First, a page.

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Posts Tagged ‘Hallowe’en’

You may already be aware that nature inspires and refreshes our spirits but did you know that it also influences our speech? Here are a few idioms (words and phrases that hold a special meaning in a given language) that have their roots in the natural world:

A hornet’s nest <Potential trouble> ~ I don’t think anyone would care to poke this nest, even with a ten foot pole.

All that glitters is not gold < Attractive appearances can be deceiving> ~ In this photo of rocks found along the Salt Marsh Trail, it’s pyrite aka fool’s gold.

To mushroom  <To grow or develop at an exponential rate> ~ This enormous shelf fungus seems to be growing more quickly than normal on a decaying tree in my yard.  It’s about a foot in width, an unusual find in my neck of the woods.

Thanks to Karma at Karma’s When I Feel Like It Blog  who challenged her readers to use photographs to illustrate three idioms from the English language.  A photo showing ‘Hallowe’en’ was also part of her request.  To me, Hallowe’en implies something scary, and to many people, next to death and public speaking, the scariest things on the planet are spiders. 

Living near boggy woods, we have a lot of spiders near our home, especially around Hallowe’en.  Sometimes they cross the threshold uninvited and visit us indoors.  This one  is probably the biggest I’ve ever found in the house.  After the photo shoot, it was promptly sent on its merry way outdoors while I cleared out the cobwebs.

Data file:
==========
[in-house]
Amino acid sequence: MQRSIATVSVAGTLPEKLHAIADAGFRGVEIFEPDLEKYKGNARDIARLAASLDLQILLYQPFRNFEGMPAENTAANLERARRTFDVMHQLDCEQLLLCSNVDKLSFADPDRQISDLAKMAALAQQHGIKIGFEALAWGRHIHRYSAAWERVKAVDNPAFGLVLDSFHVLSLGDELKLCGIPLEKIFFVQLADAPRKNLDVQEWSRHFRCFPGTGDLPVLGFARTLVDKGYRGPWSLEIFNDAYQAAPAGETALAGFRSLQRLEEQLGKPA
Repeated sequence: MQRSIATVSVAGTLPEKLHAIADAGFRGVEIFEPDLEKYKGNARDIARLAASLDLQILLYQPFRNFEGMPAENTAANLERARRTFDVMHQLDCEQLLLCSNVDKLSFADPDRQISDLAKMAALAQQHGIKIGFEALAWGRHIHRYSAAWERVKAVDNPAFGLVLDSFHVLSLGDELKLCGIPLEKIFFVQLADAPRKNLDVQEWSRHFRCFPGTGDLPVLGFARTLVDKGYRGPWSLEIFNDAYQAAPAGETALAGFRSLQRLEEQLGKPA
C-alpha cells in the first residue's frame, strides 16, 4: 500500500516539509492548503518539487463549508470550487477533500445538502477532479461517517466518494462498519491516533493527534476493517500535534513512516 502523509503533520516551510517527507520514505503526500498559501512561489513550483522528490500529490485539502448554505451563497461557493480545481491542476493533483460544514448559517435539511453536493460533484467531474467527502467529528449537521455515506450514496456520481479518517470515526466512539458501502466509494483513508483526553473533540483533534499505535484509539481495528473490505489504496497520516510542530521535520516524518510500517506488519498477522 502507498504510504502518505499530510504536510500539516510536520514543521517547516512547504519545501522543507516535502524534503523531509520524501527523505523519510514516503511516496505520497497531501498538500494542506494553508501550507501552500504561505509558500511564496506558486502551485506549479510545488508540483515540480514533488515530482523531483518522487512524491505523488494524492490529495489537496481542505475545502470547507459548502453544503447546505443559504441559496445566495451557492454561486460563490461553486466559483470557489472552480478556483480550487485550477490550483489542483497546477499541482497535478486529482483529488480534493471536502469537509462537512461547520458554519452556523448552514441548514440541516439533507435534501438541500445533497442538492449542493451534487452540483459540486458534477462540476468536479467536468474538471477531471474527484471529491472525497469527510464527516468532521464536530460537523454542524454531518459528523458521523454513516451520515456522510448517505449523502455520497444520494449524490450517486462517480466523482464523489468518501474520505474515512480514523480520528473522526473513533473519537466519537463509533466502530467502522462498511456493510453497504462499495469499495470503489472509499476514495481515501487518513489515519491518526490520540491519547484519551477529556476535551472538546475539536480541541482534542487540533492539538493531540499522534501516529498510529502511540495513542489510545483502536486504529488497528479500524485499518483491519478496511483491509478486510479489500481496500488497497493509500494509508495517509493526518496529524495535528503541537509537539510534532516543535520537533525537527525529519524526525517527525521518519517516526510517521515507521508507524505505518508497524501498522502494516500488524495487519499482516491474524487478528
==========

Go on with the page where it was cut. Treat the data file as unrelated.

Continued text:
If you’d like to participate in Karma’s idiom challenge, you have until October 31st 2011 to do so.

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crow on roof

You can just barely see its tail hanging over the roof  in the photograph taken from my office window.  Although this black bird’s been here before, today’s visit on All Hallows Eve seems especially ominous. 

A black crow or raven on the roof is supposed to foretell of death or harm coming to a dwelling’s inhabitants.  Good grief!  Isn’t life worrisome enough already without all these extra superstitions?  I prefer to believe that a thirsty bird has simply come to have a drink of the water that collects in the eavestrough at the north-east corner of the roof. 

 black cat

I don’t think my black cat questions why feathered visitors stop by. She’s just glad they do.

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